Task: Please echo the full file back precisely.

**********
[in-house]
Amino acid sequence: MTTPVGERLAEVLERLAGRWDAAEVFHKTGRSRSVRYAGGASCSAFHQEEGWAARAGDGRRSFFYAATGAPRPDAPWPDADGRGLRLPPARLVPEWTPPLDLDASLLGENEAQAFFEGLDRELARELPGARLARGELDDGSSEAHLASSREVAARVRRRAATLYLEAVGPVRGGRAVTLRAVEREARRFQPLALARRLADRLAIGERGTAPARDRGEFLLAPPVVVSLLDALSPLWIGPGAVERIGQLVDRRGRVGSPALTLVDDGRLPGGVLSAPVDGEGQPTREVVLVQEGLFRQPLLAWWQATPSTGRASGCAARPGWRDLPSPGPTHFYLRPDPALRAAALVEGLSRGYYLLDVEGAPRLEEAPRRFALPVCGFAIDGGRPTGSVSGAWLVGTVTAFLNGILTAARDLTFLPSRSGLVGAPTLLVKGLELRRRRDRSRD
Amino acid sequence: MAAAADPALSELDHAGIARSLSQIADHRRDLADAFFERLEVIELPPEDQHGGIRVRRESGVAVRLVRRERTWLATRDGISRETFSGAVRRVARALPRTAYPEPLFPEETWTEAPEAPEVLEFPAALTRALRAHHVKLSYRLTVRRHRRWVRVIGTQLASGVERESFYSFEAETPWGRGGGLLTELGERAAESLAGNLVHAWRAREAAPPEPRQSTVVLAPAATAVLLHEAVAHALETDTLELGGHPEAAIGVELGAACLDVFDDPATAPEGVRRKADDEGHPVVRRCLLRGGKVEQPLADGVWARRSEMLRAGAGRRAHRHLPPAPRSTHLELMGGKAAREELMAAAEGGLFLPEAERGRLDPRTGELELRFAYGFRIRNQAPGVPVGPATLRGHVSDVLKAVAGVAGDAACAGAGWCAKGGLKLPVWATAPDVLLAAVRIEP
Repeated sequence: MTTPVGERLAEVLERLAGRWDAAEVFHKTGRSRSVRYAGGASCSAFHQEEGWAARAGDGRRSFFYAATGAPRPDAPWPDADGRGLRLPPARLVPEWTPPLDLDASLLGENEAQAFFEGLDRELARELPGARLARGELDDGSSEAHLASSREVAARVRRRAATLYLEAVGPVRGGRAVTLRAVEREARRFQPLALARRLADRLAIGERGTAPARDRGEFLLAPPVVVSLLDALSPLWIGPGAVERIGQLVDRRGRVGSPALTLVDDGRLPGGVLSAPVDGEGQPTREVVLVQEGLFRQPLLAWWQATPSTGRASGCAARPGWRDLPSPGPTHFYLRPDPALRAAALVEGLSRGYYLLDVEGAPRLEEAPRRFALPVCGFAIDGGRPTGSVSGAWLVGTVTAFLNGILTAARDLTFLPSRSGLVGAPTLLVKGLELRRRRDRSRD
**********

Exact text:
[in-house]
Amino acid sequence: MTTPVGERLAEVLERLAGRWDAAEVFHKTGRSRSVRYAGGASCSAFHQEEGWAARAGDGRRSFFYAATGAPRPDAPWPDADGRGLRLPPARLVPEWTPPLDLDASLLGENEAQAFFEGLDRELARELPGARLARGELDDGSSEAHLASSREVAARVRRRAATLYLEAVGPVRGGRAVTLRAVEREARRFQPLALARRLADRLAIGERGTAPARDRGEFLLAPPVVVSLLDALSPLWIGPGAVERIGQLVDRRGRVGSPALTLVDDGRLPGGVLSAPVDGEGQPTREVVLVQEGLFRQPLLAWWQATPSTGRASGCAARPGWRDLPSPGPTHFYLRPDPALRAAALVEGLSRGYYLLDVEGAPRLEEAPRRFALPVCGFAIDGGRPTGSVSGAWLVGTVTAFLNGILTAARDLTFLPSRSGLVGAPTLLVKGLELRRRRDRSRD
Amino acid sequence: MAAAADPALSELDHAGIARSLSQIADHRRDLADAFFERLEVIELPPEDQHGGIRVRRESGVAVRLVRRERTWLATRDGISRETFSGAVRRVARALPRTAYPEPLFPEETWTEAPEAPEVLEFPAALTRALRAHHVKLSYRLTVRRHRRWVRVIGTQLASGVERESFYSFEAETPWGRGGGLLTELGERAAESLAGNLVHAWRAREAAPPEPRQSTVVLAPAATAVLLHEAVAHALETDTLELGGHPEAAIGVELGAACLDVFDDPATAPEGVRRKADDEGHPVVRRCLLRGGKVEQPLADGVWARRSEMLRAGAGRRAHRHLPPAPRSTHLELMGGKAAREELMAAAEGGLFLPEAERGRLDPRTGELELRFAYGFRIRNQAPGVPVGPATLRGHVSDVLKAVAGVAGDAACAGAGWCAKGGLKLPVWATAPDVLLAAVRIEP
Repeated sequence: MTTPVGERLAEVLERLAGRWDAAEVFHKTGRSRSVRYAGGASCSAFHQEEGWAARAGDGRRSFFYAATGAPRPDAPWPDADGRGLRLPPARLVPEWTPPLDLDASLLGENEAQAFFEGLDRELARELPGARLARGELDDGSSEAHLASSREVAARVRRRAATLYLEAVGPVRGGRAVTLRAVEREARRFQPLALARRLADRLAIGERGTAPARDRGEFLLAPPVVVSLLDALSPLWIGPGAVERIGQLVDRRGRVGSPALTLVDDGRLPGGVLSAPVDGEGQPTREVVLVQEGLFRQPLLAWWQATPSTGRASGCAARPGWRDLPSPGPTHFYLRPDPALRAAALVEGLSRGYYLLDVEGAPRLEEAPRRFALPVCGFAIDGGRPTGSVSGAWLVGTVTAFLNGILTAARDLTFLPSRSGLVGAPTLLVKGLELRRRRDRSRD